Sentencing Aboriginal Offenders: Recognising Disadvantage and the Intergenerational Impacts of Colonisation

  • Carolyn Holdom University of Queensland

Abstract

The ongoing issue of Aboriginal disadvantage, particularly the overrepresentation of Aboriginal people in Australian prisons warrants a change in sentencing practices and outcomes. There is a current failure by Australian Courts to properly account for the systemic disadvantage suffered by Aboriginal Australians during the sentencing process. Given the intergenerational impacts of colonisation and an arguable new generation of institutionalised Aboriginal children, consideration of the effects of colonisation is still largely relevant today. The High Court in Bugmy v The Queen[1] and Munda v Western Australia[2] have provided little assistance, however the law in Canada could assist Australian courts when it comes to sentencing Aboriginal offenders.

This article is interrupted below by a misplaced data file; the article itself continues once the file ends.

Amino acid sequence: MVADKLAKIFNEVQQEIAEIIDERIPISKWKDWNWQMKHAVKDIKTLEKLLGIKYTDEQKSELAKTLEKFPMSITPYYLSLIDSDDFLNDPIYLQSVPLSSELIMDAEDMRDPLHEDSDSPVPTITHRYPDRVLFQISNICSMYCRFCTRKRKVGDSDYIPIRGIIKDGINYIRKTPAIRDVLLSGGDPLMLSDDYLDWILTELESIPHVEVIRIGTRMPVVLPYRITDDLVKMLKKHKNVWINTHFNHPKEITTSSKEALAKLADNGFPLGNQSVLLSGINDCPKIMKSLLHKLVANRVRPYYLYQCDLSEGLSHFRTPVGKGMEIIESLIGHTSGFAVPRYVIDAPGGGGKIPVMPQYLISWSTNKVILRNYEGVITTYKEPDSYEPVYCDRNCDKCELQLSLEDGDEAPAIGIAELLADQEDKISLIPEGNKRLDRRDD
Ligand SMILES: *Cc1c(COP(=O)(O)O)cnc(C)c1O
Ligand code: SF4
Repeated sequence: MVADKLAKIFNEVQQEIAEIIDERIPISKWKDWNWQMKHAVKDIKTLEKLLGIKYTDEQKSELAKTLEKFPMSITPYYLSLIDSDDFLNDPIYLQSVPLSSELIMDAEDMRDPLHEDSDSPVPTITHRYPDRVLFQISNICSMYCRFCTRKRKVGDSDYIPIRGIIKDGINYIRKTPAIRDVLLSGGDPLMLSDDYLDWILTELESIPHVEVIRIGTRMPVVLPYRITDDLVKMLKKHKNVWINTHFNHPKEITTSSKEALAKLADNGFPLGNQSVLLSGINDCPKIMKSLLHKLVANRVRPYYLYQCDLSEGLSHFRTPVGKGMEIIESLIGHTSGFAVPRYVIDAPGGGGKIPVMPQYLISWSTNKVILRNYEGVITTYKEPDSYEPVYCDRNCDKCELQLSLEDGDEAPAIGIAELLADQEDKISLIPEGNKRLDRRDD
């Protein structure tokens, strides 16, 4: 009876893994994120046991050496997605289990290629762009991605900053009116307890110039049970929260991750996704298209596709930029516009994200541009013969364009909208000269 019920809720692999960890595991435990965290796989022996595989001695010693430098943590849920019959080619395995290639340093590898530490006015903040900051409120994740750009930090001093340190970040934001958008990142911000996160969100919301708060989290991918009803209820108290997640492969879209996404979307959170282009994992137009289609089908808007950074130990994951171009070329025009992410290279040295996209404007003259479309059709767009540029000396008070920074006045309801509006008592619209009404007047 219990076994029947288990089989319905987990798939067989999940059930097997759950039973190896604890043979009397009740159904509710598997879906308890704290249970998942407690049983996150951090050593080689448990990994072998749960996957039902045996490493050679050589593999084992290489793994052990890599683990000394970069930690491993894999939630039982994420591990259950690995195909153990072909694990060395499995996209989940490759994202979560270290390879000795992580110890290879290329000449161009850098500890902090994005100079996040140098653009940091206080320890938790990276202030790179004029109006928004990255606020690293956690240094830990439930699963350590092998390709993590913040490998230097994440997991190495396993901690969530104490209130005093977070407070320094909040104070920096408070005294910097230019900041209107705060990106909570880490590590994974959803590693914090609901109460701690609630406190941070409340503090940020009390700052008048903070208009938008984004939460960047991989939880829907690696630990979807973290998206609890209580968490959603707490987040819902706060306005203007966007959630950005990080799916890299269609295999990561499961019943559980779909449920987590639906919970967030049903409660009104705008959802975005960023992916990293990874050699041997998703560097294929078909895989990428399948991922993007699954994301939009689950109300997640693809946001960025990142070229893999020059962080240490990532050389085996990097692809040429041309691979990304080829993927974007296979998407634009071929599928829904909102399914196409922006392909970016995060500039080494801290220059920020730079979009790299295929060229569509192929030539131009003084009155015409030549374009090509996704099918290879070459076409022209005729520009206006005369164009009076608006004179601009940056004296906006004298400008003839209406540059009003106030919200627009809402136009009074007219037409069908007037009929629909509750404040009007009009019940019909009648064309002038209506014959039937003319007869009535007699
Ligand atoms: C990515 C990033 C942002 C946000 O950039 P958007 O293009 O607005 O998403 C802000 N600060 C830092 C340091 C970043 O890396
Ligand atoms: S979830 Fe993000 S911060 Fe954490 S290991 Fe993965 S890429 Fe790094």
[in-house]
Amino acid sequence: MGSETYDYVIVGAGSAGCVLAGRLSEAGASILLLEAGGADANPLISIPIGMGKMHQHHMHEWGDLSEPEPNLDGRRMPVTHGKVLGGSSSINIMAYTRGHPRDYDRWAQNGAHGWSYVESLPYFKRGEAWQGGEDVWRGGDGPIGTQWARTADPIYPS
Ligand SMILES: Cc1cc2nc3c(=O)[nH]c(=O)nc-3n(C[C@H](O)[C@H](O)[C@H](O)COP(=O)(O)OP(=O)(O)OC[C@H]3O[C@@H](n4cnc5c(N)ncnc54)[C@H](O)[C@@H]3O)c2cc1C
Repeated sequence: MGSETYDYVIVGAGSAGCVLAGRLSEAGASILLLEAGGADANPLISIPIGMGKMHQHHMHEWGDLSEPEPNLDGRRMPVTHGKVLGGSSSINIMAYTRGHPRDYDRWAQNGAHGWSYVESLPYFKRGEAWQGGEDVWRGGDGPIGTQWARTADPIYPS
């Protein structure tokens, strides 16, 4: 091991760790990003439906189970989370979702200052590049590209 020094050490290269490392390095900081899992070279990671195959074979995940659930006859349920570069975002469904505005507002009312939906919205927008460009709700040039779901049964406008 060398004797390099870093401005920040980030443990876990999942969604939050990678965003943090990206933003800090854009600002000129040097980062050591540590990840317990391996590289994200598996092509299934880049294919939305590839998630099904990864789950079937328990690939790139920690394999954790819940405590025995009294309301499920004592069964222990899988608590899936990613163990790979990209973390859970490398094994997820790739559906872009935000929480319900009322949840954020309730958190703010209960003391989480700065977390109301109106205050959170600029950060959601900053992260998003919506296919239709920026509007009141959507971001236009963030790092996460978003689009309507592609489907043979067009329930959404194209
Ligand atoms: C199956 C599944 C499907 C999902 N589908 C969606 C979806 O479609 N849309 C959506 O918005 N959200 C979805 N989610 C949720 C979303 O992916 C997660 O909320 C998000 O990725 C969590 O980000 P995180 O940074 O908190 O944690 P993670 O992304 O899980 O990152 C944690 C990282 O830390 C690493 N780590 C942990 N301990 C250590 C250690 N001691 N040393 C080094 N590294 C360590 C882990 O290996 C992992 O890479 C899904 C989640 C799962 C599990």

[1] Bugmy v The Queen (2013) 302 ALR 192.

[2] Munda v Western Australia (2013) 302 ALR 207.

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Published
Dec 17, 2015
How to Cite
HOLDOM, Carolyn. Sentencing Aboriginal Offenders: Recognising Disadvantage and the Intergenerational Impacts of Colonisation. QUT Law Review, [S.l.], v. 15, n. 2, p. 50-71, dec. 2015. ISSN 2201-7275. Available at: <https://lr.law.qut.edu.au/article/view/647>. Date accessed: 18 july 2019. doi: https://doi.org/10.5204/qutlr.v15i2.647.
Section
Articles - General Issue

Keywords

Sentencing Aboriginal Offenders
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